Proposition 46, most voters have figured out, is about raising the limit on "pain and suffering" from $250,000 to $1,100,000 if not more. This amount would be in addition to unlimited economic damages which is already the law. In other words, a cadre of lawyers whose specialty is medical malpractice would be emboldened to sue in circumstances where they might otherwise decline. Ask yourself what would be the consequence of so doing according to Proposition 46?
1) Most likely, insurance companies will raise their annual premiums for a family of four by about $1,000 to $1,250.
2) State and county hospitals, supported by tax dollars, often get virtually hopeless accident cases where medical error may occur even in the hands of the most skilled surgeons. To cover the costs of increased malpractice payouts it is likely that state and county taxes will go up.
3) What about the system whereby physicians would be obliged to find out what drugs their patients were on before prescribing analgesics for pain. Truth is, I personally called into the system months ago to ask about a patient. That was before Proposition 46 was known. Nobody was home. I was advised that although the program existed in theory it wasn't funded well enough to have full time staff with telephone exchange and answering services. Not to worry, increased taxes should take care of that deficiency. But isn't this system the one we depend upon for privacy about our medical prescriptions? Additional safeguards will be needed. Not to worry about that, either -- increased taxes should pay for enhanced privacy protection, shouldn't it?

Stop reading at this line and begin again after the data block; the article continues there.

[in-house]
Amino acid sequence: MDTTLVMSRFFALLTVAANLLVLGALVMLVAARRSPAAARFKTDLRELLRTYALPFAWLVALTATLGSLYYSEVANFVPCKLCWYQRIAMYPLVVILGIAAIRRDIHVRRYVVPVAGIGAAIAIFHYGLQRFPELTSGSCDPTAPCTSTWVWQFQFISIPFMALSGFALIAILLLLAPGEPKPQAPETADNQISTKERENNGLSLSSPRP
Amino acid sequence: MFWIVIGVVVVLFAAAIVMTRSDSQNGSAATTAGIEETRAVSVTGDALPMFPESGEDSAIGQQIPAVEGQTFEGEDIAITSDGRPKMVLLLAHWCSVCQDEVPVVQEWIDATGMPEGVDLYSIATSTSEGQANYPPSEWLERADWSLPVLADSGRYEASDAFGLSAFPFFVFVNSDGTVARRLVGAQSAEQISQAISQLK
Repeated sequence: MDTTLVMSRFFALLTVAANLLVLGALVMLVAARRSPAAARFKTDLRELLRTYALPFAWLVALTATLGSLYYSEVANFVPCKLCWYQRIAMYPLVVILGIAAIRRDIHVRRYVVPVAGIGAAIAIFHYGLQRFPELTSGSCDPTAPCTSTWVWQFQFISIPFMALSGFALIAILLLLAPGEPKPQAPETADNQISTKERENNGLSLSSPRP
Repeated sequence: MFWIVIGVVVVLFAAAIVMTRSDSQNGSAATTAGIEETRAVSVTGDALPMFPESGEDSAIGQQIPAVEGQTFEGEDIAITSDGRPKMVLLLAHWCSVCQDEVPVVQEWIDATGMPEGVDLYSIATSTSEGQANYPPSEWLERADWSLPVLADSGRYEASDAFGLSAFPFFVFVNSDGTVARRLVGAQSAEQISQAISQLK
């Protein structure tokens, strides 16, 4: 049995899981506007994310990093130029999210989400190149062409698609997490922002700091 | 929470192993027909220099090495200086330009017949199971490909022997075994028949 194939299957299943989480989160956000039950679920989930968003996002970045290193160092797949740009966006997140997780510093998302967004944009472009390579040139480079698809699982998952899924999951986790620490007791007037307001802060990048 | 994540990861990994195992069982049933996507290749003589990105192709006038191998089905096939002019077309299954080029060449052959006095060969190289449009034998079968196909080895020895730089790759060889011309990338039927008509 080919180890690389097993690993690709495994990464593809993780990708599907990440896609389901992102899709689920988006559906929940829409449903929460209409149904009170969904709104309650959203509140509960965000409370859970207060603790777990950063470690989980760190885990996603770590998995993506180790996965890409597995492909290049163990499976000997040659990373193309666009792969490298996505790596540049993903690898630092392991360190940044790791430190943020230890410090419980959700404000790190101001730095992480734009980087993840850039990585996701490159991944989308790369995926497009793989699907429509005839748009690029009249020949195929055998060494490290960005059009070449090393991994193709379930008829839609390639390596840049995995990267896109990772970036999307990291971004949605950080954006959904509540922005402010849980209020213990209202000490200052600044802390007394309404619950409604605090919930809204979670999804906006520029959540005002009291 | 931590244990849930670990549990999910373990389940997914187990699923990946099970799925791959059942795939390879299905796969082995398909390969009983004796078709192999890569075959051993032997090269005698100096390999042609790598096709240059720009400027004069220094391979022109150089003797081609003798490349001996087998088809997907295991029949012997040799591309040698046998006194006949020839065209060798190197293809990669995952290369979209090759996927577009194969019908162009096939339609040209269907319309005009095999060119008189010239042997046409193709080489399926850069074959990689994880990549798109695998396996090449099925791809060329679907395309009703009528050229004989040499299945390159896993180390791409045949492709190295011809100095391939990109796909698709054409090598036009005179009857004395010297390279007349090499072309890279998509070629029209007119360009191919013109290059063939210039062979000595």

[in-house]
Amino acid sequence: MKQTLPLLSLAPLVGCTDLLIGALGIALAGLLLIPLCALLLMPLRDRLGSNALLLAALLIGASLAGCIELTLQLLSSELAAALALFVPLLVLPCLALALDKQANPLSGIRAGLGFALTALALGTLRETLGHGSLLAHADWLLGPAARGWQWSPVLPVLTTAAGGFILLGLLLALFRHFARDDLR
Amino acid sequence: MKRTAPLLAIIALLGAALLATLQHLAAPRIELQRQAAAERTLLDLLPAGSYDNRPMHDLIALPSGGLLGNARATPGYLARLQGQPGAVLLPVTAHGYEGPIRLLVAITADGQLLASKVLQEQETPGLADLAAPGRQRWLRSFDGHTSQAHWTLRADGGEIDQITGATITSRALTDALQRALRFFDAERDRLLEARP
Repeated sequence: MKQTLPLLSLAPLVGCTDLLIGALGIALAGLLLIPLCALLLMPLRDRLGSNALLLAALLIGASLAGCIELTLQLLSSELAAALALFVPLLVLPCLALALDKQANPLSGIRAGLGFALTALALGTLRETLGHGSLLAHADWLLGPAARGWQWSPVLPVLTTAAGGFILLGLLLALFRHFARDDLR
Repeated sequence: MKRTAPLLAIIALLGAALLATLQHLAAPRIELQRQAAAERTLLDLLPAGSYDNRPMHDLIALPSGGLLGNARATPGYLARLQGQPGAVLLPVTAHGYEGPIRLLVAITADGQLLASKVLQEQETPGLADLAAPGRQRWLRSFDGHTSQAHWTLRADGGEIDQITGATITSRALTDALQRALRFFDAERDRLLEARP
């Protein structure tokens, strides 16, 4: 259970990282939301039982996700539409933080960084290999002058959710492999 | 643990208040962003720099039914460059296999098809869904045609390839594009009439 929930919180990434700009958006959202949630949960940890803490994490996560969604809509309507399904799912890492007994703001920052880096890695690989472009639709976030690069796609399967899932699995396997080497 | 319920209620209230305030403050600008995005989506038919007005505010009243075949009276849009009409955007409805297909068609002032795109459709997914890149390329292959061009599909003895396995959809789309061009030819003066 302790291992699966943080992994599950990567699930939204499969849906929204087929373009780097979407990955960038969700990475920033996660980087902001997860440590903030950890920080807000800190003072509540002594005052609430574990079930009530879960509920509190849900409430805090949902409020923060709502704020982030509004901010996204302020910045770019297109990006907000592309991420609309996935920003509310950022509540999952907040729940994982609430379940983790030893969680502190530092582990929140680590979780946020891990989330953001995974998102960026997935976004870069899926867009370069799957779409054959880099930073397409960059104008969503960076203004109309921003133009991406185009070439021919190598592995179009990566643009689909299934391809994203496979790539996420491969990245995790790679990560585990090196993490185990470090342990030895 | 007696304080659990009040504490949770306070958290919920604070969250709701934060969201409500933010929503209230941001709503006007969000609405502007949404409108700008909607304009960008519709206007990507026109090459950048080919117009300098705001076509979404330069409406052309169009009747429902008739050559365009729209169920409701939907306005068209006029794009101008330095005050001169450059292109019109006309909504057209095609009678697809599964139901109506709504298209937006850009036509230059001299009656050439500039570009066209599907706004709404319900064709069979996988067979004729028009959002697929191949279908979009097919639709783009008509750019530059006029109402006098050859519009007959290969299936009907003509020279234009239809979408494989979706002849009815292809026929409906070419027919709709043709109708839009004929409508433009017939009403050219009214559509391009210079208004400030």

Conclusion: the trial lawyers didn't do a scholarly enough job in putting Proposition 46 together. As written Prop. 46 puts ordinary citizens at risk for increased costs for health insurance premiums, for increased state and county taxes, and for invasions of privacy. It should be defeated. Vote No on 46.